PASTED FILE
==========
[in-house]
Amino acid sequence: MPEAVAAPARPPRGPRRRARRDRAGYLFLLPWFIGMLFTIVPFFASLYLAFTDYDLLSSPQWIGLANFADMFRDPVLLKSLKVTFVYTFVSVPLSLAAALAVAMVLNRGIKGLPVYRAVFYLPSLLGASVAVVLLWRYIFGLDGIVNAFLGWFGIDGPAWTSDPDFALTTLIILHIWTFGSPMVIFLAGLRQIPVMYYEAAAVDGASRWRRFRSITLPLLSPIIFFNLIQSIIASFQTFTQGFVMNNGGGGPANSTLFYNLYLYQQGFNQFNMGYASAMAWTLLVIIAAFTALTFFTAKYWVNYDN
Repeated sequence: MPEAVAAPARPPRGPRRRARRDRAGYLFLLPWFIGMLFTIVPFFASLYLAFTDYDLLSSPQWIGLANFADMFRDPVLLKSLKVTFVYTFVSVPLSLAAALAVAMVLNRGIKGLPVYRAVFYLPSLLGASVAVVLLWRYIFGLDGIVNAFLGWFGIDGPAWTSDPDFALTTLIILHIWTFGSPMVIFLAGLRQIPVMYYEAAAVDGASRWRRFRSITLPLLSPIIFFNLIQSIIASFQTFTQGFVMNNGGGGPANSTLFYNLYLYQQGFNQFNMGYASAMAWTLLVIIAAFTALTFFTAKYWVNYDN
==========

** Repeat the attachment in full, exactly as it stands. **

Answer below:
[in-house]
Amino acid sequence: MPEAVAAPARPPRGPRRRARRDRAGYLFLLPWFIGMLFTIVPFFASLYLAFTDYDLLSSPQWIGLANFADMFRDPVLLKSLKVTFVYTFVSVPLSLAAALAVAMVLNRGIKGLPVYRAVFYLPSLLGASVAVVLLWRYIFGLDGIVNAFLGWFGIDGPAWTSDPDFALTTLIILHIWTFGSPMVIFLAGLRQIPVMYYEAAAVDGASRWRRFRSITLPLLSPIIFFNLIQSIIASFQTFTQGFVMNNGGGGPANSTLFYNLYLYQQGFNQFNMGYASAMAWTLLVIIAAFTALTFFTAKYWVNYDN
Repeated sequence: MPEAVAAPARPPRGPRRRARRDRAGYLFLLPWFIGMLFTIVPFFASLYLAFTDYDLLSSPQWIGLANFADMFRDPVLLKSLKVTFVYTFVSVPLSLAAALAVAMVLNRGIKGLPVYRAVFYLPSLLGASVAVVLLWRYIFGLDGIVNAFLGWFGIDGPAWTSDPDFALTTLIILHIWTFGSPMVIFLAGLRQIPVMYYEAAAVDGASRWRRFRSITLPLLSPIIFFNLIQSIIASFQTFTQGFVMNNGGGGPANSTLFYNLYLYQQGFNQFNMGYASAMAWTLLVIIAAFTALTFFTAKYWVNYDN